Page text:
Lindau (Germany): Israeli crystallographer Ada Yonath - whose pioneering work on the structure of the ribosome won her the Nobel Prize in 2009 - has one advice for women struggling to make a mark in science, technology, engineering, and mathematics (STEM): Forget what society thinks and go after what you want.
At the 69th Lindau Nobel Laureates meeting here, the 80-year-old scientist admitted that it isn't easy being a woman scientist.
"Science is very demanding. It isn't easy being a woman in science. While at least 40 per cent students in my classes at school and university were women, the number was much lower when I was pursuing higher studies in science. But my mother was my pillar of strength and always told me to follow my dreams," Yonath said.
While, theoretically there is nothing holding women back, STEM industries remain male dominated arenas.
A UNESCO report found that only 35 per cent of STEM students in higher education globally are women, and differences are observed within STEM disciplines.
For example, only three per cent of female students in higher education choose information and communication technologies (ICT) studies, the report said.
This gender disparity is alarming, especially as STEM careers are often referred to as the jobs of the future, driving innovation, social well-being, inclusive growth and sustainable development.
Breaking barriers in science was no easy feat for Yonath who hails from a very humble background.
"My father died when I was young, leaving us very poor," said Yonath who is associated with of the Weizmann Institute of Science in Rehovot, Israel.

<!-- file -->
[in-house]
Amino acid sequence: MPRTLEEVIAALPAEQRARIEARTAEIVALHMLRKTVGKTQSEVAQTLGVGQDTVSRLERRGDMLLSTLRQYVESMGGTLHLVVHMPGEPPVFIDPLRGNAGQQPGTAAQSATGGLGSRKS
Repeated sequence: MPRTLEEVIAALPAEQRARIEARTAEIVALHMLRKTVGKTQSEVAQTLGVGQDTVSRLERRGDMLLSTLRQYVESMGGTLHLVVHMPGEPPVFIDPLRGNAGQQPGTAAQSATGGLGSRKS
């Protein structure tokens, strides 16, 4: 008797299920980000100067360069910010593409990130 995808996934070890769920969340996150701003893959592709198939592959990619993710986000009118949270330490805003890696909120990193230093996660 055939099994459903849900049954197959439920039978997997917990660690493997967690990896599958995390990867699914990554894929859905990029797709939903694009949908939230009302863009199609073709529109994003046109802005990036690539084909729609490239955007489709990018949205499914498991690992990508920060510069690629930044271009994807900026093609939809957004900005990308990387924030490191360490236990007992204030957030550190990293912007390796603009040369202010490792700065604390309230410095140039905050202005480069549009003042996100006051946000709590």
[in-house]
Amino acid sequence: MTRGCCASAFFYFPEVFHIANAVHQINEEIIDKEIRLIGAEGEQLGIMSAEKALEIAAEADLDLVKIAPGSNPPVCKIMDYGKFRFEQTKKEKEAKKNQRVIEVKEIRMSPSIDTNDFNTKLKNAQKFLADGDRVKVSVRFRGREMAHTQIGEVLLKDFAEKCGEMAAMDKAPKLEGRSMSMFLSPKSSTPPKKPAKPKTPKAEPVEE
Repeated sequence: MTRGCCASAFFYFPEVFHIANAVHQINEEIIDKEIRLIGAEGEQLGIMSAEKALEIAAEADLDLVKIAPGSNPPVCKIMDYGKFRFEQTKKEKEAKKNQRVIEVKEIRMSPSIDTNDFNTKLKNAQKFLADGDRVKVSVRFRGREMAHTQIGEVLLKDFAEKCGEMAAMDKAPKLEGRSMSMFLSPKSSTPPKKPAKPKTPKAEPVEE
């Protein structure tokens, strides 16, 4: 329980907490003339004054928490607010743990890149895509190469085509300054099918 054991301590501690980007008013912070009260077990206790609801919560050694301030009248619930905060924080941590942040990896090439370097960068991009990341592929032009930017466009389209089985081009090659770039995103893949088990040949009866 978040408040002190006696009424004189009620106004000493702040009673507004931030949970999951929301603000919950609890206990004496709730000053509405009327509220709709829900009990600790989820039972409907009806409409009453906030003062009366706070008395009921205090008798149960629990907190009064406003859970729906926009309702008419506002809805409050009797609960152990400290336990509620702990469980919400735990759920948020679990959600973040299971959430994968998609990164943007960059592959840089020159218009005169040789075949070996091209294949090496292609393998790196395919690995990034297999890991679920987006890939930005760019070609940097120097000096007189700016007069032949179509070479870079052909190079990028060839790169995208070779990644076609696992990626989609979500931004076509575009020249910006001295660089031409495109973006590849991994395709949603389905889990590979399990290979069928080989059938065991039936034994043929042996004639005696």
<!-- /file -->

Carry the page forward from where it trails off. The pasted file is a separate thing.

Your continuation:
However, Yonath's family knew at an early age that her academic future would be bright.
"I was good with science but I actually wanted to be a writer. I used to fantasise a lot and wanted to write books. It was another thing that I could not write at all, the septuagenarian, who has been to India many times, chuckled.
According to a 2018 study published in the journal Psychological Science, the under-representation of girls and women in STEM fields is a continual concern for social scientists and policymakers.
Yonath was awarded the 2009 Nobel Prize in Chemistry jointly with India-born Venkatraman Ramakrishnan and Thomas A Steitz for studies of the structure and function of the ribosome - the cell's machinery for churning out proteins from the genetic code.
"Winning the Nobel Prize was great, but the more important thing was the result we had got. It was overwhelming," Yonath said.
"There are many people who have done fantastic science; many better than me, but there are only three prizes for each category. It is not possible for everyone to receive it," she added.